No. 2 Oklahoma is challenging for a national championship.
Kansas is competing to earn a bowl berth.
Jayhawks coach Mark Mangino served as an assistant for Sooners coach Bob Stoops before moving to KU, but when the teams meet Saturday, the friendship will be set aside for the demands of coaching, they said during the Big 12 Conference coaches’ teleconference Monday.
Stoops said despite coaching alongside Mangino from 1991-95 as assistants at Kansas State, the friendship leaves his mind on the field.
“We have a long relationship and except for playing my brother Mike (coach at Arizona) … there’s a long personal relationship there, a friendship, our families are friends,” Stoops said. “But once I’m on the field, I never look at that. It’s program versus program. I’m real business-like on the field.”
Mangino said Stoops’ Oklahoma program is the blueprint he is following with the Jayhawks. He wants to show the same kind of spirit and attitude within the Kansas team that Stoops does in Oklahoma.
“Bob has remarkable spirit and attitude,” Mangino said. “He doesn’t let things get him down and when bad things happen, he looks for the silver lining and I try to incorporate that.”
Stoops said he figures Mangino uses things he learned while at Oklahoma but it wasn’t a subject the two addressed when Mangino became the Kansas coach.
“It’s more he had a great feel (for how to run a program),” Stoops said. “He had a lot of input here and he didn’t have to ask, he already knew.”
Aspects that Mangino said he took with him to Lawrence, Kan., from Norman, Okla., are to continuously work with players, especially through difficult and troubling times and to build a family atmosphere around the program.
“We have a family atmosphere, we want our coaches to get home at decent times,” Mangino said.
Mangino, though, said the most important thing he learned from Stoops was leadership and accountability.
“When you take on anything, you want to be surrounded by good people,” he said.
Mangino said if his assistants want to try a new play and he uses it, he takes the blame rather than potentially stopping their creativity.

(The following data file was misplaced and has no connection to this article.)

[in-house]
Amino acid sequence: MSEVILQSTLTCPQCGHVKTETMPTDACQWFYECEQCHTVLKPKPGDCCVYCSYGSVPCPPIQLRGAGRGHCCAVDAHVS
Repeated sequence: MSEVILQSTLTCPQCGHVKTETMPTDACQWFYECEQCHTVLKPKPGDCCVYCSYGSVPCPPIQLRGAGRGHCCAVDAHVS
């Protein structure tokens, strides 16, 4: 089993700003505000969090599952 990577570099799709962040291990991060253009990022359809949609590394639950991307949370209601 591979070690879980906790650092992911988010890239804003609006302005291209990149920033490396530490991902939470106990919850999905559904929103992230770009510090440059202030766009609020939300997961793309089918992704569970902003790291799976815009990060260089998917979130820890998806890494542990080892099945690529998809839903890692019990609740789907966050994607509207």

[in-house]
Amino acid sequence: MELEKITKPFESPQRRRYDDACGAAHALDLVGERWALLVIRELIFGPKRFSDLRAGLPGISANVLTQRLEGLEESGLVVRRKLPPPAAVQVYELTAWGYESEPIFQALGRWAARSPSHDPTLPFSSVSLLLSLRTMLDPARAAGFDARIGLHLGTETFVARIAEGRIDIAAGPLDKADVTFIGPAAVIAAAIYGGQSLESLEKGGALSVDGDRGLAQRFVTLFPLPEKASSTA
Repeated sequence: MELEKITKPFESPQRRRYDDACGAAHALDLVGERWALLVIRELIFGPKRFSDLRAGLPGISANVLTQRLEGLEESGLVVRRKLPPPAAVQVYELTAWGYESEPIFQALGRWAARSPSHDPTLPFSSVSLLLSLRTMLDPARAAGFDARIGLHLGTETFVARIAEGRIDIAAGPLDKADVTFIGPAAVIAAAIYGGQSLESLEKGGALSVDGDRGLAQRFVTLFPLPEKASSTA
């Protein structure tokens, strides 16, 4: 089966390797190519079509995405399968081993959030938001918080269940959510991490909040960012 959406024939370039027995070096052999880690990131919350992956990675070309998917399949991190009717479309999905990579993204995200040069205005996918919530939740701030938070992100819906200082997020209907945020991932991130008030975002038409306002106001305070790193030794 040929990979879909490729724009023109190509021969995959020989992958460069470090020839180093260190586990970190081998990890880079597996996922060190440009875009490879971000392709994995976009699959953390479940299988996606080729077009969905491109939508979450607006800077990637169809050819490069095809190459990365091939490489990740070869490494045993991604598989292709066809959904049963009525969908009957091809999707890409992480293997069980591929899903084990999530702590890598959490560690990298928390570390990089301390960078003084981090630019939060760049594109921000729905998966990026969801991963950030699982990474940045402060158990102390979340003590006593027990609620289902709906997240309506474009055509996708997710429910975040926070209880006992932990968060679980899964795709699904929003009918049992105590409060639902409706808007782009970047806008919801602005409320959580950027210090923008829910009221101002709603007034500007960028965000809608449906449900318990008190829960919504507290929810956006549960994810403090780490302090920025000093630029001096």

Texas Tech coach Mike Leach joked he will find ways to use the Miami Dolphins’ Wes Welker, a former Red Raiders player, against No. 8 Texas. Welker, who completed his eligibility last season, is Texas Tech’s all-time leader in receptions (235), receiving yards (3,369) and all-purpose yards (5,404).
Leach said he would use Welker in a limited number of plays but would not release when and where because it would be an NCAA violation to use him.
After learning of Leach’s plan, Longhorns coach Mack Brown joked he would counter with Texas’ 1998 Heisman Trophy winner Ricky Williams, the conference’s all-time leading rusher with 7,206 yards.
In the first Bowl Championship Series standings, Oklahoma, No. 2 in both polls, is No. 3 in the BCS rankings which determines which teams will play in the national championship Orange Bowl.
Texas is No. 11, Texas A&M is No. 16 and Oklahoma State is No. 21 in the standings. Southern California is No.1 and Miami is No. 2.
Big 12 commissioner and BCS coordinator Kevin Weiberg said the rankings indicate the teams’ strength of schedules as well as ability to win on the road.
“It’s early and those variances are noticed in the poll,” Weiberg said, pointing out that Miami has defeated No. 5 Florida State and No. 15 Louisville while Oklahoma has only one major win, against Texas.
He also said the computer polls used in determining the standings also count road games differently than home contests and the four teams ranked ahead of the Sooners in the computer polls all have won on the road more than Oklahoma.
Reggie McNeal’s standout performance against Oklahoma State earned him the NCAA Offensive Player of the Week in addition to the Big 12 honor.
McNeal led the Aggies past the Cowboys through the air and on the ground. He completed 19-of-25 passes for 288 yards and two scores and carried 14 times for 98 yards and two more touchdowns.
Texas linebacker Derrick Johnson earned his second Big 12 Defensive Player of the Week award for his performance in the Longhorns’ 28-20 win against Missouri.
Johnson finished with 12 tackles, including three for a loss and hurried Brad Smith four times.
Colorado’s Mason Crosby made a school-record 60-yard field goal, third longest in NCAA history, to win the conference’s special team honors. The kick was one of four field goals Crosby made in the Buffaloes’ 19-14 win against Iowa State. He also made kicks from 54, 33 and 28 yards.